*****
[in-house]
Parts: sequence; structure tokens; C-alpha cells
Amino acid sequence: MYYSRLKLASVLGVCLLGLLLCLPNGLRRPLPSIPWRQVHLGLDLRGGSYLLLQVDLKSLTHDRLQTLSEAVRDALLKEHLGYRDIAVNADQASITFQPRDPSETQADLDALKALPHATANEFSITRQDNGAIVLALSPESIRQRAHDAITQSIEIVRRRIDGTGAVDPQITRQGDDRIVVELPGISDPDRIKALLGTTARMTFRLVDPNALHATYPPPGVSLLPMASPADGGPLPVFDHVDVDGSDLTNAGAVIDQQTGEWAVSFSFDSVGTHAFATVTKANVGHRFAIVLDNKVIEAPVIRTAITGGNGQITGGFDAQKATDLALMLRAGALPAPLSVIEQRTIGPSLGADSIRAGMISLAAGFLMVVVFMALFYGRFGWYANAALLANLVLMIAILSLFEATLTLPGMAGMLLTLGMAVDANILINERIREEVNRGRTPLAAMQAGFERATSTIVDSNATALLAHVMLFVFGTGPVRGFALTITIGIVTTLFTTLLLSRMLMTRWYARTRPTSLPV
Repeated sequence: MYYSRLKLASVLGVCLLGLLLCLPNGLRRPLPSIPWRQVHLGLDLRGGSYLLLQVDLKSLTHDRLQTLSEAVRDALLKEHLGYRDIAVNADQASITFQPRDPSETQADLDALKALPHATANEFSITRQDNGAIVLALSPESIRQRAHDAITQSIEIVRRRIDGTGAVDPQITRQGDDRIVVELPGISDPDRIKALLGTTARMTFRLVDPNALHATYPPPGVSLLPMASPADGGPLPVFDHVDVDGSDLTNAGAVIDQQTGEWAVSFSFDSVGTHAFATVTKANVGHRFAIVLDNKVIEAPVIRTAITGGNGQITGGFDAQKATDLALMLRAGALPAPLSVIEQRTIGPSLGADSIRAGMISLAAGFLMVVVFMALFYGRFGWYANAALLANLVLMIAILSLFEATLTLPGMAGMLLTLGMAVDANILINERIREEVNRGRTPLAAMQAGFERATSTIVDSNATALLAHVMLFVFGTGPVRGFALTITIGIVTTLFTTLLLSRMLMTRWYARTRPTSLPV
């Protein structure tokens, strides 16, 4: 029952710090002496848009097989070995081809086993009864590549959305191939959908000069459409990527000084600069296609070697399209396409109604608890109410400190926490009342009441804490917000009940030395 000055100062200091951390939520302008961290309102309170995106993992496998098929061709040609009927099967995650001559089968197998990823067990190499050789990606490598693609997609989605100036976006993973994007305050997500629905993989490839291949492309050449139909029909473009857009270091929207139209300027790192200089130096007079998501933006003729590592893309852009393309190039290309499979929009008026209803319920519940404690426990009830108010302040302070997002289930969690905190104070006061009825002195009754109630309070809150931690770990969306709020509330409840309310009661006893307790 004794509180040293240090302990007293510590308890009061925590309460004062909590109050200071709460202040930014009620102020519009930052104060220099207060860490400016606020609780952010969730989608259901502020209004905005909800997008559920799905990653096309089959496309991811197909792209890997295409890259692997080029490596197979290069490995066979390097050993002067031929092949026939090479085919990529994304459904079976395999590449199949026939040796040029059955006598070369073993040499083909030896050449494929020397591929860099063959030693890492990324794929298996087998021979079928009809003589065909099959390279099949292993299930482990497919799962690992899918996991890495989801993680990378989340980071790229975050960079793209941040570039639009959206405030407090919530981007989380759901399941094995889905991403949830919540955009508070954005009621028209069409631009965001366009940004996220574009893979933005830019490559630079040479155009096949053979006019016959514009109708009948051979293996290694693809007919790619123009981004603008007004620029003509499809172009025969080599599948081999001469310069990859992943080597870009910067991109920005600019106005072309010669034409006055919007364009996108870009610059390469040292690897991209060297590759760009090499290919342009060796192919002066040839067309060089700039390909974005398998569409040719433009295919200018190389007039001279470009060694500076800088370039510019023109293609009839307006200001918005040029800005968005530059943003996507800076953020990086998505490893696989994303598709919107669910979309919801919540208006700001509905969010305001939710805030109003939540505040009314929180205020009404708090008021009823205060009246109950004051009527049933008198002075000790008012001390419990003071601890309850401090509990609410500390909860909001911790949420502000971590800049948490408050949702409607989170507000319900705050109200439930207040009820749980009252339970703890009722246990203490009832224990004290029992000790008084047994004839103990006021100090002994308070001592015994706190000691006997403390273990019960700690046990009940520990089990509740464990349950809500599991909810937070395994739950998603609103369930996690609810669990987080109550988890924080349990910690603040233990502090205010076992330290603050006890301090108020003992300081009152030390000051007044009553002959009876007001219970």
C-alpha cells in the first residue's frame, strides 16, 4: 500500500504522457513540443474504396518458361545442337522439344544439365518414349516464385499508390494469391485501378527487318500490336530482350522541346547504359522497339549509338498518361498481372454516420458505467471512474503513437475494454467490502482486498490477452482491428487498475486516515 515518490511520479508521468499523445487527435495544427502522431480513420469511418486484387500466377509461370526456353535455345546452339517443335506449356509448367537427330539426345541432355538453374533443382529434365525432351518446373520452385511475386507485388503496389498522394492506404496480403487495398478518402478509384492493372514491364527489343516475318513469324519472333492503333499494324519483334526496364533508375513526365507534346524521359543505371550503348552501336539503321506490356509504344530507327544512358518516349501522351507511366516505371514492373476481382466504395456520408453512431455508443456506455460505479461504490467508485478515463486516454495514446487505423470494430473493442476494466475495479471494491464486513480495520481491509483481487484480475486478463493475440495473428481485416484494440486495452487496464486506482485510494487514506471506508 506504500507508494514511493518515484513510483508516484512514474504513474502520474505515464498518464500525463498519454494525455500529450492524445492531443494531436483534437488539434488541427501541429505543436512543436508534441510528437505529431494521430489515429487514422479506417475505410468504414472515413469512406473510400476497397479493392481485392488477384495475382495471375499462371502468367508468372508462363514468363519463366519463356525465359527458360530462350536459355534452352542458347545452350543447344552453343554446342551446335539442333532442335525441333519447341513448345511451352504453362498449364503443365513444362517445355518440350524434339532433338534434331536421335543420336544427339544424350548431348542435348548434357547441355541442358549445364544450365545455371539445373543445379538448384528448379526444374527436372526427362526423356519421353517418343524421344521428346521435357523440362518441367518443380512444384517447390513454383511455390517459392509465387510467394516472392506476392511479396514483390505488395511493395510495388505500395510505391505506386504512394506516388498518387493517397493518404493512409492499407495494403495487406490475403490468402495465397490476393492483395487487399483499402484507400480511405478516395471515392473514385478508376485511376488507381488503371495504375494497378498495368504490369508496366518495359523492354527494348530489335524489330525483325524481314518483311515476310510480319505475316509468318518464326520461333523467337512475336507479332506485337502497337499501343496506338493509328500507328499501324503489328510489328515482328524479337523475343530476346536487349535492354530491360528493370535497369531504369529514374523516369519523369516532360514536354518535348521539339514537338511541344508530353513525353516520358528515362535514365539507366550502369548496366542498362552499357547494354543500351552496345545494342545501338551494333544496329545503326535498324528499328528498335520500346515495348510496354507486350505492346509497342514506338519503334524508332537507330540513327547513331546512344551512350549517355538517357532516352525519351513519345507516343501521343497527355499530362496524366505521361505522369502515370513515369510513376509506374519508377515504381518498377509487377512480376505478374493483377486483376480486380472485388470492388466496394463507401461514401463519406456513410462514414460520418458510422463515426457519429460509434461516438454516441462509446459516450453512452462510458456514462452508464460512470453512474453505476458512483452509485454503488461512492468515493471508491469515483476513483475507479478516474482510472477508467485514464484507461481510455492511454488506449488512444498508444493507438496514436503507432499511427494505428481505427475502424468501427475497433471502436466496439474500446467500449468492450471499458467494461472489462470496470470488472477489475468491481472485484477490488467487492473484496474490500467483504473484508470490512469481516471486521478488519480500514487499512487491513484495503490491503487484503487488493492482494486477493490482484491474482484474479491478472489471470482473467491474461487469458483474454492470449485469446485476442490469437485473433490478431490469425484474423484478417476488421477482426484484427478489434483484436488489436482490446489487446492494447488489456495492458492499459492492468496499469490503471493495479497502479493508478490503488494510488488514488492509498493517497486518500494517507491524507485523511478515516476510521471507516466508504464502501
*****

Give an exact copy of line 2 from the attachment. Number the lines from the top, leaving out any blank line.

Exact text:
Parts: sequence; structure tokens; C-alpha cells